The World Health Organization defines Intimate Partner Violence as follows:
“Any behaviour within an intimate relationship that causes physical, psychological or sexual harm to those in the relationship. Examples of types of behaviour are listed below. Acts of physical violence, such as slapping, hitting, kicking and beating. Sexual violence, including forced sexual intercourse and other forms of sexual coercion. Emotional (psychological) abuse, such as insults, belittling, constant humiliation, intimidation (e.g. destroying things), threats of harm, threats to take away children. Controlling behaviours, including isolating a person from family and friends; monitoring their movements; and restricting access to financial resources, employment, education or medical care.”
Intimate partner violence (IPV) may include physical violence, sexual coercion, emotional abuse and controlling behaviour. Each of these factors has been shown to adversely affect the abused partner’s mental and physical health in a manner that persists long after the violence stops. IPV, which is most commonly perpetrated by men against women is also tied to negative outcomes for the couple’s children including anxiety, depression, poor academic performance and adverse healthy consequences.
If you believe someone you care about is in an abusive relationship, consider the following guidelines to offer effective and caring support:
- Set up a time to talk. If possible, find a private time and place so that you won’t be interrupted. If this isn’t possible, be creative and consider slipping away to the restroom or another private space.
- Be straightforward and supportive. You might say something as simple as “I’ve noticed _________ (e.g. bruises on your arm, that you seem afraid in their presence, that they try to control what you say) and I’m concerned. What can I do to help?” You can offer assurance that you’ll keep your conversations private and ask them what they require in order to feel safe.
- Let your concerns about rejection and personal discomfort take a back seat to your concerns for their safety. Oftentimes, intimate partner abuse is ignored as a private problem and friends, family and other potential sources of support avoid important conversations out of fear of interfering in so-called private matters. These fears facilitate abuse in the domestic sphere and further intensify the isolation in which abuse festers; if you’re concerned, speak up. Your discomfort pales in comparison to their fear of shouldering abuse in isolation.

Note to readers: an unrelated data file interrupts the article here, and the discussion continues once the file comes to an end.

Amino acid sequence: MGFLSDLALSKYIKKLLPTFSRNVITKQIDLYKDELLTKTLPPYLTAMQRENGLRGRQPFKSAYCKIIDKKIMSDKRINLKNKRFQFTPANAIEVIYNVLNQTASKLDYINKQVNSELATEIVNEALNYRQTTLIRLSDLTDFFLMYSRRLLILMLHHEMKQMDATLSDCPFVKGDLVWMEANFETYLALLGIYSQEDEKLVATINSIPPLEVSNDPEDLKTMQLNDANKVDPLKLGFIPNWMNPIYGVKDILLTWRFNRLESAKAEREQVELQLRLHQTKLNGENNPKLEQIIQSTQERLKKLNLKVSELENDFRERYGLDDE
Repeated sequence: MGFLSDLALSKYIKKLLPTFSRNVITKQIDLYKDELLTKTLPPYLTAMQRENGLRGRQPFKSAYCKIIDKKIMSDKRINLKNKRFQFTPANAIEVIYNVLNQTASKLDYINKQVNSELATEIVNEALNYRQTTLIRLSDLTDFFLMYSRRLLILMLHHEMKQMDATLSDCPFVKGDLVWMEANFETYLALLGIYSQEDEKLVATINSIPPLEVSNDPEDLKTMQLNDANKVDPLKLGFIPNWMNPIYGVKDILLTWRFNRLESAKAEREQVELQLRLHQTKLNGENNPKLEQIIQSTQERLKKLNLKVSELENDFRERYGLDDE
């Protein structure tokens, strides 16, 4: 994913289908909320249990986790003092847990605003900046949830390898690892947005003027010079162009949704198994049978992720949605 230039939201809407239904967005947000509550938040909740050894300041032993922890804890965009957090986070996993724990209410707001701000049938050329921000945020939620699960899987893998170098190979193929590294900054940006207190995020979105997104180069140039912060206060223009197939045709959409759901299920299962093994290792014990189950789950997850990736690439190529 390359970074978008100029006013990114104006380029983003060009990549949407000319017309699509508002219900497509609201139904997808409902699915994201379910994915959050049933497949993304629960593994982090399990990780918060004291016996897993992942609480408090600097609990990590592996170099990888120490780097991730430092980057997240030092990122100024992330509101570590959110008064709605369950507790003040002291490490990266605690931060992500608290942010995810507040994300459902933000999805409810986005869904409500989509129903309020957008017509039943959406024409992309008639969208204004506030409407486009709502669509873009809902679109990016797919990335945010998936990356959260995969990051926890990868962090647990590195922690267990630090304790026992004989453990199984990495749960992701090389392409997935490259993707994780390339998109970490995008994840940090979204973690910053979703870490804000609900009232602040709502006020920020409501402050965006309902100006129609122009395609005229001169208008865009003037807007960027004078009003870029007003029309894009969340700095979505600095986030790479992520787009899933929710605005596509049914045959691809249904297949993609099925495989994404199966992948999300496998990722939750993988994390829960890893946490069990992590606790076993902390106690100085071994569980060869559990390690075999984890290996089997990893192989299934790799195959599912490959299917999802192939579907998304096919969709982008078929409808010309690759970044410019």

- Be prepared. Connect with resources in your community in advance. Call the hotlines, contact housing support resources and reach out to potential allies in advance so that you can provide accurate and updated information. You may want to begin with the resources listed below.
- Listen and believe what they tell you. You may have dozens of solutions in mind, but your first job is to listen and trust that the information they provide you with is accurate. They are the ultimate experts in their own experience. Support them in cultivating whatever skills they feel are required to cope/leave. Be patient and don’t expect them to embrace your idea of the appropriate solution/action.
- Validate their feelings and offer support to counteract victim-blaming. Remind them that they are not responsible for their partner’s abuse. Abusers are skilled at manipulation and reinforcing victim-blaming rhetoric, so if you’re given the opportunity to dismantle these beliefs, do so in a caring way. For example, you might simply say “It’s not your fault” or “You’re not to blame”. Do not further reinforce victim-blaming by shaming or judging them for staying in the relationship.
- Offer specific help. Can you assist with housing, child care, transportation, daily logistics and/or financial aid? Be specific so that they can make a plan that works for them. Ask them how you can help. If they ask you to do something that you cannot do, be honest and seek out additional sources of support (e.g. other friends, family members or local agencies) who may be able to assist.
- Whether they decide to leave their partner or remain in the relationship, continue to offer support. Don’t give up. Reach out regularly. Continue to ask if you can be of assistance without judgment.
- Offer support unconditionally. Do not place conditions upon your offer of support (i.e. offer money only if they promise to leave within a set period of time). You may think you’re helping, but being supportive means allowing them to generate a plan that works specifically for them — not for you.
Intimate Partner Violence Resources and Hotlines:
Shelter Safe (Canada)
National Domestic Violence Hotline (USA) 1-800-799-SAFE (7233) or 1-800-787-3224 (TTY)
National Coalition Against Domestic Violence (USA) Directory of state offices that assist with support, shelter and legal services.